|Year : 2012 | Volume
| Issue : 1 | Page : 135-137
Primary diffuse large B cell lymphoma of the base of tongue
Joo Han Lim1, Jae-Yol Lim2, Young Mo Kim2, Chul Soo Kim1, Suk Jin Choi3, Hyeon Gyu Yi1, Woong Gil Choi4, Moon Hee Lee1
1 Department of Internal Medicine, Inha University School of Medicine, Incheon, Korea
2 Department of Otorhinolaryngology, Inha University School of Medicine, Incheon, Korea
3 Department of Pathology, Inha University School of Medicine, Incheon, Korea
4 Department of Internal Medicine, Konkuk University Medical Center, Chungju, Korea
|Date of Web Publication||19-Apr-2012|
Moon Hee Lee
Department of Internal Medicine, Inha University Hospital and College of Medicine, 7-206, 3rd st. Shinheuong-dong, Jung-gu, Incheon 400-711
Source of Support: None, Conflict of Interest: None
Primary non-Hodgkin's lymphoma of tongue is very rare. We report a case of an elderly female who presented with a mass lesion and pain primarily involving the tongue and was diagnosed with diffuse large B cell lymphoma. Computed tomography revealed a 3-cm enhanced mass localized to the right tongue base. The patient was treated with three cycles of combination rituximab and CHOP chemotherapy, followed by external beam radiotherapy. The patient had a complete response after treatment, and three years following treatment, the patient has no signs of recurrence.
Keywords: Lymphoma, rituximab, tongue
|How to cite this article:|
Lim JH, Lim JY, Kim YM, Kim CS, Choi SJ, Yi HG, Choi WG, Lee MH. Primary diffuse large B cell lymphoma of the base of tongue. J Can Res Ther 2012;8:135-7
|How to cite this URL:|
Lim JH, Lim JY, Kim YM, Kim CS, Choi SJ, Yi HG, Choi WG, Lee MH. Primary diffuse large B cell lymphoma of the base of tongue. J Can Res Ther [serial online] 2012 [cited 2020 Jul 9];8:135-7. Available from: http://www.cancerjournal.net/text.asp?2012/8/1/135/95195
| > Introduction|| |
Although lymphomas represent the third most common group of malignant lesions of the oral cavity, following squamous cell carcinomas and salivary gland neoplasms, the incidence is only 3-5%.  Non-Hodgkin's lymphoma (NHL) of the tongue is extremely rare. Primary oral cavity lymphomas account for only 1% of all lymphomas and 2-12% of extranodal lymphomas, malignant lymphoma of the tongue even rarer. ,, Primary oral cavity lymphomas can arise from Waldeyer's ring, which is rich in lymphoid tissue, or less frequently, from an extranodal site. The most frequent intraoral sites for lymphomas are the hard palate, vestibule, and gingival. , Most of the reported few cases of primary extranodal NHL of the tongue had associated cervical lymph node involvement and manifested as an ulcerated exophytic lesion. Primary NHL of the tongue is a very rare diagnosis. With these considerations in mind, we report a patient who presented for evaluation of a tongue mass which was diagnosed as diffuse large B cell lymphoma without lymph node involvement.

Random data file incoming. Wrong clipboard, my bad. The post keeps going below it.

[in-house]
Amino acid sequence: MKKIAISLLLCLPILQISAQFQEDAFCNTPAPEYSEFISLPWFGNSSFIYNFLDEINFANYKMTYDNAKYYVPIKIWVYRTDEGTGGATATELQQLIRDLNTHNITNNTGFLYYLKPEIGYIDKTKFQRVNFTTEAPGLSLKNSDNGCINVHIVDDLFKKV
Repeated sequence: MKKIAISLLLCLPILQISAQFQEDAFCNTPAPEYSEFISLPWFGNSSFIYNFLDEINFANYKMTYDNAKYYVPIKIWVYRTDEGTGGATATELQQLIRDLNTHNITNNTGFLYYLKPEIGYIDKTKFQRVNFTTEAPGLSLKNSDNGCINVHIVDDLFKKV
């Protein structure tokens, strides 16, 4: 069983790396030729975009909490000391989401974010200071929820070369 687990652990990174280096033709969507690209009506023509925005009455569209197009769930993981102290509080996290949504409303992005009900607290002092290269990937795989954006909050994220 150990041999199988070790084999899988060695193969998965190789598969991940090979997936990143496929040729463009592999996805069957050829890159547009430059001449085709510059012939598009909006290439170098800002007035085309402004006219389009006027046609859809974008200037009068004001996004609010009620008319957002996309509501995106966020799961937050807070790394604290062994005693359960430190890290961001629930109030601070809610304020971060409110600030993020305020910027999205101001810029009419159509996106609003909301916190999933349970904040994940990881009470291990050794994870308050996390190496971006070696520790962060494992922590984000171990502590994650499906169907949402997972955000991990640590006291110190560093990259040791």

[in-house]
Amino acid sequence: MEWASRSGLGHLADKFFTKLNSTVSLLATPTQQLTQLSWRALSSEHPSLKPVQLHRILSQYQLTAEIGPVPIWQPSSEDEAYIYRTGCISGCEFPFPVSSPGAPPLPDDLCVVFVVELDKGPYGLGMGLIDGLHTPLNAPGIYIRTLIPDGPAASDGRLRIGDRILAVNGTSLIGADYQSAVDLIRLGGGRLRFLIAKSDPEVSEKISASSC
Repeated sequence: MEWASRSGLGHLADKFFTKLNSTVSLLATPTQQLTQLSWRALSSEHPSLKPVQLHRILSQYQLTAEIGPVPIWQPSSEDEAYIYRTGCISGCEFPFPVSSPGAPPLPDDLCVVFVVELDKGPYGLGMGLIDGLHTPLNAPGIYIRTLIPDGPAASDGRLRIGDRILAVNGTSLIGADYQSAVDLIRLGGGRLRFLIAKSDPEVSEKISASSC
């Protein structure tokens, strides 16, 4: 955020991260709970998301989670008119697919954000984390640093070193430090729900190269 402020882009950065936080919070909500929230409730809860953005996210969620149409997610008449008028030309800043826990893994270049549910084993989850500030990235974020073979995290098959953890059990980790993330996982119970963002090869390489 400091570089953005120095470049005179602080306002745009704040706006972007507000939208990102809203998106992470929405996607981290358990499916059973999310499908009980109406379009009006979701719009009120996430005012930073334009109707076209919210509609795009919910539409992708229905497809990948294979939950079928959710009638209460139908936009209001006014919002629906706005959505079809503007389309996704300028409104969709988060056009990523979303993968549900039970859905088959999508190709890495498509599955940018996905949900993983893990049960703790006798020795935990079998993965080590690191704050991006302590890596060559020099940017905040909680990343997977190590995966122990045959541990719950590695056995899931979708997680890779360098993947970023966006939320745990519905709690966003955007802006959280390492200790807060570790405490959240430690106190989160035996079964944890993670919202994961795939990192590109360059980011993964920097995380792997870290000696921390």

| > Case Report|| |
A 74-year-old woman was admitted to the Head and Neck Surgery Department of our hospital with a two-month history of a rapidly growing, large mass involving the right half of the dorsal surface of the tongue. The medical and family histories were negative for significant disorders.
The results of laboratory analyses obtained on admission were as follows: white cell count, 8,200/μl; hemoglobin, 11.6 g/dl; platelet count, 213,000/μl; lactate dehydrogenase, 397 U/l (reference range, 180-460 U/l); calcium, 10.1 mg/dl; uric acid, 6.6 mg/dl; blood urea nitrogen, 14.8 mg/dl; creatinine, 0.9 mg/dl; aspartate aminotransferase, 17 IU/l; and alanine transaminase, 11 IU/l. No lymphadenopathy or hepatosplenomegaly was detected on physical examination. Inspection of the oral cavity revealed a large mass lesion. Computed tomography (CT) scan of the oropharynx exhibited a mass arising from the base of the right aspect of the tongue and extending to the right oropharynx and left of the midline of the base of the tongue. There was no significant lymph node enlargement in the neck area. A CT of the abdomen, pelvis and chest also showed that there were no enlarged lymph nodes in trunk. A biopsy was performed and the specimen obtained from the right tongue mass revealed hyper cellularity and the presence of numerous large nuclei. Histologic analysis showed diffuse infiltrates and atypical cells consistent with a lymphoma [Figure 1]. Immunohistochemical staining of the lymphoma cells showed reactivity for CD20 and Bcl 6. The histopathologic and immunophenotypic findings established the diagnosis of a diffuse large B cell lymphoma. The bone marrow examination was unremarkable. Serologic testing for HIV was negative. A positron emission tomography (PET) CT was performed as part of the staging work-up and there were no other lesions, with the exception of the right tongue hypermetabolic lesion (maximal standardized uptake value, 38.32; [Figure 2]). The patient received a total of three cycles of chemotherapy with combination rituximab, cyclophosphamide, doxorubicin, vincristine, and prednisolone (R-CHOP), followed by external beam radiotherapy (total radiation dose, 3600 cGy in 20 fractions). Evaluation of the clinical response with PET-CT after chemotherapy followed by radiotherapy demonstrated a complete response. The patient is under follow up for three years with no evidence of recurrence.